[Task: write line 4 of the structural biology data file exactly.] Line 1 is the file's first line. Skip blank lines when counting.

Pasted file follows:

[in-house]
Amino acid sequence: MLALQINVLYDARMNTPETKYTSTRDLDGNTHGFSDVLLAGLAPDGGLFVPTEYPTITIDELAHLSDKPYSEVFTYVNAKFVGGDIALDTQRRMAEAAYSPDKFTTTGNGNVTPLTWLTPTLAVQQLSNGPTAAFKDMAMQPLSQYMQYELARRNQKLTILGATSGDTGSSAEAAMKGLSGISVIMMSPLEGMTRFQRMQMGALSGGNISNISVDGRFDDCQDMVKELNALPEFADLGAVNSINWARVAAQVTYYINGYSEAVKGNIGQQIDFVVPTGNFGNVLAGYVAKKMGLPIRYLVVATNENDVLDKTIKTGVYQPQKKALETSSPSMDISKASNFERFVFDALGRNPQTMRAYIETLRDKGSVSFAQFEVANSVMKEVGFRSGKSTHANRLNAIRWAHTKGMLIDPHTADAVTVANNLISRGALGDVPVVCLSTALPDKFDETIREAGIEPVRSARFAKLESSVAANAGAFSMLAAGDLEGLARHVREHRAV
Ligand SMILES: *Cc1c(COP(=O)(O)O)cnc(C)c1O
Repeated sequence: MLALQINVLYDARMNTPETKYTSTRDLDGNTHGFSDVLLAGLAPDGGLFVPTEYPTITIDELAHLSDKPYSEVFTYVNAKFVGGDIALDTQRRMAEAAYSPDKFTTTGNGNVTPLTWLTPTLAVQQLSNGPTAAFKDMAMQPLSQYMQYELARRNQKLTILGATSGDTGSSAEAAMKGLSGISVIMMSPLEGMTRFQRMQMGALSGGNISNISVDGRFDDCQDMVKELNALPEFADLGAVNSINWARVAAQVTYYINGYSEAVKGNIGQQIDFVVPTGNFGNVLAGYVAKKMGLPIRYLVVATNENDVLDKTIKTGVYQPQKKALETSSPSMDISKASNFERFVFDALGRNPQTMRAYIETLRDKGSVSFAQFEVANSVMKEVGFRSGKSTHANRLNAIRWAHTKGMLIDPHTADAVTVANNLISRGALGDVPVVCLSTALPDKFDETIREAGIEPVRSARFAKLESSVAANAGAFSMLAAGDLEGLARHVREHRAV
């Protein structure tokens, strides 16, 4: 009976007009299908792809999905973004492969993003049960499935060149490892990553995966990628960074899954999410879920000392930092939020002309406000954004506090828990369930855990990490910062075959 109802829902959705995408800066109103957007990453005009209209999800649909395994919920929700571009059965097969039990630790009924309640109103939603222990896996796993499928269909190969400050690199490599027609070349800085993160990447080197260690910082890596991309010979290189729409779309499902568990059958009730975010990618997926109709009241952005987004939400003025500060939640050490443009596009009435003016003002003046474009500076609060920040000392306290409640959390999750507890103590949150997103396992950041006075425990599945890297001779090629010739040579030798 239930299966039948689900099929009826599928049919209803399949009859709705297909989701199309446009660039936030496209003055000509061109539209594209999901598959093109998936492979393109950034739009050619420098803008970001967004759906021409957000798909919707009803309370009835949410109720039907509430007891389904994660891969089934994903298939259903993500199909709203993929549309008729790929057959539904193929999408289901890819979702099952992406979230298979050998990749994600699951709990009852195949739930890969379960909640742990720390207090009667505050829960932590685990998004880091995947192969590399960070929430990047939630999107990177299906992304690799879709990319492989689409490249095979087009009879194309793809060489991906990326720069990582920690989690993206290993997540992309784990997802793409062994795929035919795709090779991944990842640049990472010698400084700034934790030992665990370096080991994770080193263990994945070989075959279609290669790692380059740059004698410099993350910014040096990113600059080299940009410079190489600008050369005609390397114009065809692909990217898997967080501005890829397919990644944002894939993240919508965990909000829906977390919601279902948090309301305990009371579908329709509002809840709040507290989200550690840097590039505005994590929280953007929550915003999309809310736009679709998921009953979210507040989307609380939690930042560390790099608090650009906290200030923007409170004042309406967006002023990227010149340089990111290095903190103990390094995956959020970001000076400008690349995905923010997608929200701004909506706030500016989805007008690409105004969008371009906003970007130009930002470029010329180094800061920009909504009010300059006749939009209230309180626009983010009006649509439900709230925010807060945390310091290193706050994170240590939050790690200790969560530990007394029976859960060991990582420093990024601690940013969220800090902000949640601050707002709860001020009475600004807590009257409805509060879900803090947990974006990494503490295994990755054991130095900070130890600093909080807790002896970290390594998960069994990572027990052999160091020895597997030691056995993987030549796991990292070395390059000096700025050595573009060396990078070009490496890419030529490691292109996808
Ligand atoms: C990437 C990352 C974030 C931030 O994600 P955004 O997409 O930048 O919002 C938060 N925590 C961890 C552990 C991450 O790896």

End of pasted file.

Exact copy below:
Repeated sequence: MLALQINVLYDARMNTPETKYTSTRDLDGNTHGFSDVLLAGLAPDGGLFVPTEYPTITIDELAHLSDKPYSEVFTYVNAKFVGGDIALDTQRRMAEAAYSPDKFTTTGNGNVTPLTWLTPTLAVQQLSNGPTAAFKDMAMQPLSQYMQYELARRNQKLTILGATSGDTGSSAEAAMKGLSGISVIMMSPLEGMTRFQRMQMGALSGGNISNISVDGRFDDCQDMVKELNALPEFADLGAVNSINWARVAAQVTYYINGYSEAVKGNIGQQIDFVVPTGNFGNVLAGYVAKKMGLPIRYLVVATNENDVLDKTIKTGVYQPQKKALETSSPSMDISKASNFERFVFDALGRNPQTMRAYIETLRDKGSVSFAQFEVANSVMKEVGFRSGKSTHANRLNAIRWAHTKGMLIDPHTADAVTVANNLISRGALGDVPVVCLSTALPDKFDETIREAGIEPVRSARFAKLESSVAANAGAFSMLAAGDLEGLARHVREHRAV